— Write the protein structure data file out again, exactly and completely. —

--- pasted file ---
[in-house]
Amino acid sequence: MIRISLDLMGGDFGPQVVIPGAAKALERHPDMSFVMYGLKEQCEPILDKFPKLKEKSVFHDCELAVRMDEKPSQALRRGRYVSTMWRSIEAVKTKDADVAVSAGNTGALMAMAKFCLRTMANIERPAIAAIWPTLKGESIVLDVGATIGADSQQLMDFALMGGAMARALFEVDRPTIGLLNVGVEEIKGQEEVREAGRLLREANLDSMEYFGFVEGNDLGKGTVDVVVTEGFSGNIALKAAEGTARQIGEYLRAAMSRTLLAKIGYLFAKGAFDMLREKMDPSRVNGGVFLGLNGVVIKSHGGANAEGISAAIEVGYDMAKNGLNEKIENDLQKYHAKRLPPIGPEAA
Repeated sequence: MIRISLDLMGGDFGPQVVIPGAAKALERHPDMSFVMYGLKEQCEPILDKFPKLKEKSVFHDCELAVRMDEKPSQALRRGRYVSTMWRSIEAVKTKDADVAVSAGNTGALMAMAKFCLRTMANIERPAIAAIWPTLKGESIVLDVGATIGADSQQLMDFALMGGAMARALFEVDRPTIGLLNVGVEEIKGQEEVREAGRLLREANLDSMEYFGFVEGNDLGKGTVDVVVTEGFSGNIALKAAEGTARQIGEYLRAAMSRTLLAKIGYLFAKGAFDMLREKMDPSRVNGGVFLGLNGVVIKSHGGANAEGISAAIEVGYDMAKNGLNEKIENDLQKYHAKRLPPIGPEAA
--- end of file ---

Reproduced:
[in-house]
Amino acid sequence: MIRISLDLMGGDFGPQVVIPGAAKALERHPDMSFVMYGLKEQCEPILDKFPKLKEKSVFHDCELAVRMDEKPSQALRRGRYVSTMWRSIEAVKTKDADVAVSAGNTGALMAMAKFCLRTMANIERPAIAAIWPTLKGESIVLDVGATIGADSQQLMDFALMGGAMARALFEVDRPTIGLLNVGVEEIKGQEEVREAGRLLREANLDSMEYFGFVEGNDLGKGTVDVVVTEGFSGNIALKAAEGTARQIGEYLRAAMSRTLLAKIGYLFAKGAFDMLREKMDPSRVNGGVFLGLNGVVIKSHGGANAEGISAAIEVGYDMAKNGLNEKIENDLQKYHAKRLPPIGPEAA
Repeated sequence: MIRISLDLMGGDFGPQVVIPGAAKALERHPDMSFVMYGLKEQCEPILDKFPKLKEKSVFHDCELAVRMDEKPSQALRRGRYVSTMWRSIEAVKTKDADVAVSAGNTGALMAMAKFCLRTMANIERPAIAAIWPTLKGESIVLDVGATIGADSQQLMDFALMGGAMARALFEVDRPTIGLLNVGVEEIKGQEEVREAGRLLREANLDSMEYFGFVEGNDLGKGTVDVVVTEGFSGNIALKAAEGTARQIGEYLRAAMSRTLLAKIGYLFAKGAFDMLREKMDPSRVNGGVFLGLNGVVIKSHGGANAEGISAAIEVGYDMAKNGLNEKIENDLQKYHAKRLPPIGPEAA